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You can use the heel of the palm of one hand to hold the socket firmly in place while applying rotation with the other hand.

If the female torx bolt heads have enough paint that a solid socket-to-bolt connection is compromised, use a soft or 'dead-blow' mallet to seat the male torx head into the female bolt head before attempting removal/reassembly; even taking the time to remove stripped paint accumulated in the bottom of the female torx. A true and solid 'seat' between wrench and bolt is more important than preserving the original paint. There are many 'touch up' products available; I've found the right shade of nail polish a cheap and widely available option.

With all that said, an impact gun would be overkill unless it was in the order of an 18V ¼" drive model and even with that, the main issue becomes the paint that is clogging the female torx.

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To answer the essence of the question (regarding which is gentler), undoubtedly the standard driver. The reason is control. You have no real control over how much torque is applied via an impact driver--it just does its thing. With a standard driver you can both modulate the motor force (assuming a modern variable trigger) and set a clutch, if available. Therefore you only apply the force necessary to do the job.

The key to either scenario is tool usage technique, through. Straight-on alignment and adequate engagement pressure are critical, as is the condition of the driver bit. Either tool will mangle screws with poor technique, and damage is more likely with worn bits.

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Making sure the bit is properly engaged is the first step - square and fully seated.

Then a screwdriver with the relevant torque setting is usually sufficient - only resort to heavier tools when needed ie when theycare too tight or seized.

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The Torx T45 drive is beefy enough that it's pretty safe unless the head of the screw is very very shallow, so you'll probably be fine any way you go.

That said, an impact driver is far less controllable than a drill / driver. Once it starts hammering, the impact applies torque in bursts, not continuously. It's harder to control the torque by partially pulling the trigger.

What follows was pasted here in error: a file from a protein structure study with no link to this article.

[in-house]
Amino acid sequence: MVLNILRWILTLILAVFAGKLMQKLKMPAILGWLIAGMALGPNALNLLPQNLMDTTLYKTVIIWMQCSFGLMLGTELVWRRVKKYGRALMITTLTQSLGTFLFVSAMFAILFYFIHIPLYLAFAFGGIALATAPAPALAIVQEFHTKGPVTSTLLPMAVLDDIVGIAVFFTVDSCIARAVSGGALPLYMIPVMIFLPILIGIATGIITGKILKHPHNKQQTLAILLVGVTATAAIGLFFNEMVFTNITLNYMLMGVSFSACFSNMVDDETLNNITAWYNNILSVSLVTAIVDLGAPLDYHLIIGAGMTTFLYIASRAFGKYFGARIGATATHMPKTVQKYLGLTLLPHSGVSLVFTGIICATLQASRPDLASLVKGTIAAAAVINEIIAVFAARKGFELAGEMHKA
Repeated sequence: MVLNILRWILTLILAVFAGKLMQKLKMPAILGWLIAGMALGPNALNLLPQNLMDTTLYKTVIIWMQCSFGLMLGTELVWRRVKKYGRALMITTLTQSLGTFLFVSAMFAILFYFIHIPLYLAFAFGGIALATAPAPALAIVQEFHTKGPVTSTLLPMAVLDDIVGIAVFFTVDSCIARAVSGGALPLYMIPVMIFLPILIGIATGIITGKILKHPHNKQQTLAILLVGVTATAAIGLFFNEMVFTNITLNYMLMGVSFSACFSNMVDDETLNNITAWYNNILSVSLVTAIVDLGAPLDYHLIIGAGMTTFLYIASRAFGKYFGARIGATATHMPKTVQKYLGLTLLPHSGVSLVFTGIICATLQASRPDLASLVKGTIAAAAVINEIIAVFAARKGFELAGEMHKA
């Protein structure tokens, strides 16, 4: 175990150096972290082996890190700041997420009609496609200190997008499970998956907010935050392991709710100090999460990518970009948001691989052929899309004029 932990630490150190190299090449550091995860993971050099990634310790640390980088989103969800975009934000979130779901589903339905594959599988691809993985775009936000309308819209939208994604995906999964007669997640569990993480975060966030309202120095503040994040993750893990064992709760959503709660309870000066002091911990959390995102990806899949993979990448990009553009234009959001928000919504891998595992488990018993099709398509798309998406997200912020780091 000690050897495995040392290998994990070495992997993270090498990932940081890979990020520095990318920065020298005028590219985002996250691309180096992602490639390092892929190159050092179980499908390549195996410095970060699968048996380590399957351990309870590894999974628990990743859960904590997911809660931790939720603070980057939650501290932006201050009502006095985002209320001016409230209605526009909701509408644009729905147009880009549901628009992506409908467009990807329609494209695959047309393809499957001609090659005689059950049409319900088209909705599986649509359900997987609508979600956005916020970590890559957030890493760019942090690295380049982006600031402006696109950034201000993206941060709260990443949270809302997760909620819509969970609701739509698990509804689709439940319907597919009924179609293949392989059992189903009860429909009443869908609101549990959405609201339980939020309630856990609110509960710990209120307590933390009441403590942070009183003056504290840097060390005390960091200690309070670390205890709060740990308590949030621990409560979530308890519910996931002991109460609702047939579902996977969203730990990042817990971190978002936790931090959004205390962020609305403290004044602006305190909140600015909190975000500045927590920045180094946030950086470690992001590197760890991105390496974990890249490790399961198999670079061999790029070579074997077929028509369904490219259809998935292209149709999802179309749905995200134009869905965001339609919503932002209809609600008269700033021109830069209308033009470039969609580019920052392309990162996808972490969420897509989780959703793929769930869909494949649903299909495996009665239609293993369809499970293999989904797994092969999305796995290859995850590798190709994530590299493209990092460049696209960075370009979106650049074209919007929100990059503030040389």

Most drills have a torque dial on them. You can use this to make sure you don't overtorque things. You can work your way up one or two clicks at a time if you want - you could tighten everything with the drill on a low setting to get them seated something like finger tight, then adjust the dial up a few clicks, re-tighten everything, and repeat until it's at the desired torque.

Of course the safest thing is to not use a power tool, drive them with a ratchet, short extension, and T45 socket.

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I am going to heartily disagree with some of the other answers with an asterisk *.

Yes I agree you have more control with a standard drill. Yes an impact drill does not allot you the ability to adjust torque. I agree with the other sentiments on this - I am sure there is science and facts that back this up.

However asterisks alert (*)...

  • If I have a situation where my screw heads are getting damaged and the screws are getting in (so it isn't that the screws are "stuck). Examples of these are binding cabinets together or the perfect example is putting in cement or hardibacker screws into wood framing.
  • If you can keep a 90 degree angle with your screw.
  • If you can apply a good deal of pressure for at least a couple seconds.

I will take an impact driver every single day. In fact if I am working on something this is the number one reason I go out to get a tool - my impact driver (losing screw heads).

Using an impact driver like this is an art. You get your angles aligned, get your pressure on it, and give it a tap (varies by model and some you give a half squeeze). Rinse and repeat. You might align yourself 3-4 times for a screw, but if it starts going in like butter you just let it do its thing. Again I am not telling you to hammer the impact driver, if you don't have a good touch for it - and it isn't rocket science - then yes the impact driver will eat up a screw head.

The issue with regular drills is that when you slow them down and start applying a lot of pressure they stick while the motor is still trying to move. Either you will keep applying pressure hard and slightly dial up the motor or you will end up losing pressure over time - and bam the same thing happens - your bit slips on the screw head.